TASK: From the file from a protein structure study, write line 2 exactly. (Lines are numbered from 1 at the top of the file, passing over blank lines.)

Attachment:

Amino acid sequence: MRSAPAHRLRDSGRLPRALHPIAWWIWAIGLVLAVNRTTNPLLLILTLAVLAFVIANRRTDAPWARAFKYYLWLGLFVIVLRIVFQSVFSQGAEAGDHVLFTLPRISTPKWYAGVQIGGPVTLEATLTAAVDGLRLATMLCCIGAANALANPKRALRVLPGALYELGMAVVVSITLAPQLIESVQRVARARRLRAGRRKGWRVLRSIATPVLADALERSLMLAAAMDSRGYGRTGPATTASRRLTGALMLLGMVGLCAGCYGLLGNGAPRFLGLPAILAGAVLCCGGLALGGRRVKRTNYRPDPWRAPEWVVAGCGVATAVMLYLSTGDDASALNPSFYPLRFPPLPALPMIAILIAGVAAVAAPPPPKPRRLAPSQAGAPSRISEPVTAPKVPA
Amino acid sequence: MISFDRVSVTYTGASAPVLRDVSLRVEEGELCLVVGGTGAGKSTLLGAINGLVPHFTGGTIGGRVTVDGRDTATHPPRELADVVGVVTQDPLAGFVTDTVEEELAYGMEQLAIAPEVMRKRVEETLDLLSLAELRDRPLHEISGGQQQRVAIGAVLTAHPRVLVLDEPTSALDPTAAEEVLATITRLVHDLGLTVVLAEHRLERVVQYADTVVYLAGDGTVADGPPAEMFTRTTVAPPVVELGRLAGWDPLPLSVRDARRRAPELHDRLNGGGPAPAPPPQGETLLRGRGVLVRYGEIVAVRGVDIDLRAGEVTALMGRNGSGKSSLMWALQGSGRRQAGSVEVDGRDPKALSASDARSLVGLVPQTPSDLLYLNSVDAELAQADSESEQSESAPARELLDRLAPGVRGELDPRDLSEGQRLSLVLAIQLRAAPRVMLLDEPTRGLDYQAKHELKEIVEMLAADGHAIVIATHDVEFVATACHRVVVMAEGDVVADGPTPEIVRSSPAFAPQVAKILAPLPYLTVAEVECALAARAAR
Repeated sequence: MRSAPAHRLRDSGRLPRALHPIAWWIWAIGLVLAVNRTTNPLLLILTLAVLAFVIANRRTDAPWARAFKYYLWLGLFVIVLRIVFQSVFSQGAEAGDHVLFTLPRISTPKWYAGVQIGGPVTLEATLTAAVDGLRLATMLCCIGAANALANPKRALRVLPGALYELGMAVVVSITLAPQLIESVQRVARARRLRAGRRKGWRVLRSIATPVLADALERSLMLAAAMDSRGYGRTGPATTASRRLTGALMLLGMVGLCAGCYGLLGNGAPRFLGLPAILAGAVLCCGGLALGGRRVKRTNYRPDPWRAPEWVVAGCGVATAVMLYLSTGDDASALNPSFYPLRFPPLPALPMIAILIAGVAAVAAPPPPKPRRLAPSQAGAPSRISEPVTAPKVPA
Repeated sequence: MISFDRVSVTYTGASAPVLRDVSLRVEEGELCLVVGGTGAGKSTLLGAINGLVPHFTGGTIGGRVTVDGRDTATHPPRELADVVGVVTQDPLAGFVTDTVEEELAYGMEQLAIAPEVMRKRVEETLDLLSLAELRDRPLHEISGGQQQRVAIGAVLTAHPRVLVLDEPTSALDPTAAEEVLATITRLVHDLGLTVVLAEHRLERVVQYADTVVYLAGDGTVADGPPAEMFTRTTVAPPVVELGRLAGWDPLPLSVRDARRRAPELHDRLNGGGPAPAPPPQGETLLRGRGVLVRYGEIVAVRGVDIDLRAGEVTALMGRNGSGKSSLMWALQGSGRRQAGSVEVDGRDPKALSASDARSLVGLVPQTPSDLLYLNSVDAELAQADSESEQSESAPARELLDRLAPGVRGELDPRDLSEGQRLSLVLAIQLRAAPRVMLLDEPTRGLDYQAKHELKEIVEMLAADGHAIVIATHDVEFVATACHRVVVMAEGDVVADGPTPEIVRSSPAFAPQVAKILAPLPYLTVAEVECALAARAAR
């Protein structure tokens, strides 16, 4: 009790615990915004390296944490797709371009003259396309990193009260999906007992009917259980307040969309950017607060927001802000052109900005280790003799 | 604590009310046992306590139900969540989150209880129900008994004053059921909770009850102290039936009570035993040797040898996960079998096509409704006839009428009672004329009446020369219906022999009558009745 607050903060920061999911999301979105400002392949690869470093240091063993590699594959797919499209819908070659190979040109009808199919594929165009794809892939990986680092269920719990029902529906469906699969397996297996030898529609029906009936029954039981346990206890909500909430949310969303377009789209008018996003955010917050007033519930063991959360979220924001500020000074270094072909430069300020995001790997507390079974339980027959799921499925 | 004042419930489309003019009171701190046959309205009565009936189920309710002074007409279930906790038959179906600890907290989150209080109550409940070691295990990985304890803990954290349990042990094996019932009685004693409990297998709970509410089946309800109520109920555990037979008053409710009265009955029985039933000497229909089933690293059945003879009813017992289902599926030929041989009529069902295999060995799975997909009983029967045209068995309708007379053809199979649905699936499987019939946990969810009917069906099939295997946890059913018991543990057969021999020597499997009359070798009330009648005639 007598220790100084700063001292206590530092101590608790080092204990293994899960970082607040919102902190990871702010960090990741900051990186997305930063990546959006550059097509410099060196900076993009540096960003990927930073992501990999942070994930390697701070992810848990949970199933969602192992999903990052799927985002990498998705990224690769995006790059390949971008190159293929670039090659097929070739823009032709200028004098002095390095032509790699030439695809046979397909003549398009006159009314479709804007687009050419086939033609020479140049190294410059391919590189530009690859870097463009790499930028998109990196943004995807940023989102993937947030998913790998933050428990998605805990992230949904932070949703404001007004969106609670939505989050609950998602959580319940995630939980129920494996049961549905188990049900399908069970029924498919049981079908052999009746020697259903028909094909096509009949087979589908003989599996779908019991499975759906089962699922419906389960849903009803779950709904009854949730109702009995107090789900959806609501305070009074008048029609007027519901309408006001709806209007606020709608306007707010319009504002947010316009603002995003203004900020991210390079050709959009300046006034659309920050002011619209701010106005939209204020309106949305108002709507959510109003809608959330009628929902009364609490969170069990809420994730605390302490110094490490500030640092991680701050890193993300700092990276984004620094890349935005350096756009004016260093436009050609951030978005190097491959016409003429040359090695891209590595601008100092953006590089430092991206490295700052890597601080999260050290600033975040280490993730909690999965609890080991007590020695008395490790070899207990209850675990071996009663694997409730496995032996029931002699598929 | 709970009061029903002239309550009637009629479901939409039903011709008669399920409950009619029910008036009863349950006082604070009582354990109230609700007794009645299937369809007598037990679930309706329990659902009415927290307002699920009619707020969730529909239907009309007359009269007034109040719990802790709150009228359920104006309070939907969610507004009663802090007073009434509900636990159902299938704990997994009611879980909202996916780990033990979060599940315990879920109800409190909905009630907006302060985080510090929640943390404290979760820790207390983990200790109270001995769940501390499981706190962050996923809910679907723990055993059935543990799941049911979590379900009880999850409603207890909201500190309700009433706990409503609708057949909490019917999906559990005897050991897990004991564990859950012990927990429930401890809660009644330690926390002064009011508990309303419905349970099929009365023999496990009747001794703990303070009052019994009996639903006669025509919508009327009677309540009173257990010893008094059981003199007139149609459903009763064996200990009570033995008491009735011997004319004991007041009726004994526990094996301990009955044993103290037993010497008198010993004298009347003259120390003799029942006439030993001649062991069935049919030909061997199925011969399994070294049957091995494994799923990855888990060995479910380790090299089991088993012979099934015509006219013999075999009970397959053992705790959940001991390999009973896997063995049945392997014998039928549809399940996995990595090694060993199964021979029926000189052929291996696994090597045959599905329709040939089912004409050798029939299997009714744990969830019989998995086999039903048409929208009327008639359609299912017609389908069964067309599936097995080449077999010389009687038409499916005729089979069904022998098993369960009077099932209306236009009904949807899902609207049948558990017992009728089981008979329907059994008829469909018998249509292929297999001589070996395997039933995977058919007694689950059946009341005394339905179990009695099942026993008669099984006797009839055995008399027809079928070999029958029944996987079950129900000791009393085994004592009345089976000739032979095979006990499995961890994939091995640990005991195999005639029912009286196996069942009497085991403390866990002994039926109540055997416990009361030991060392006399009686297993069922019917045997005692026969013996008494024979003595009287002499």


Amino acid sequence: MISFDRVSVTYTGASAPVLRDVSLRVEEGELCLVVGGTGAGKSTLLGAINGLVPHFTGGTIGGRVTVDGRDTATHPPRELADVVGVVTQDPLAGFVTDTVEEELAYGMEQLAIAPEVMRKRVEETLDLLSLAELRDRPLHEISGGQQQRVAIGAVLTAHPRVLVLDEPTSALDPTAAEEVLATITRLVHDLGLTVVLAEHRLERVVQYADTVVYLAGDGTVADGPPAEMFTRTTVAPPVVELGRLAGWDPLPLSVRDARRRAPELHDRLNGGGPAPAPPPQGETLLRGRGVLVRYGEIVAVRGVDIDLRAGEVTALMGRNGSGKSSLMWALQGSGRRQAGSVEVDGRDPKALSASDARSLVGLVPQTPSDLLYLNSVDAELAQADSESEQSESAPARELLDRLAPGVRGELDPRDLSEGQRLSLVLAIQLRAAPRVMLLDEPTRGLDYQAKHELKEIVEMLAADGHAIVIATHDVEFVATACHRVVVMAEGDVVADGPTPEIVRSSPAFAPQVAKILAPLPYLTVAEVECALAARAAR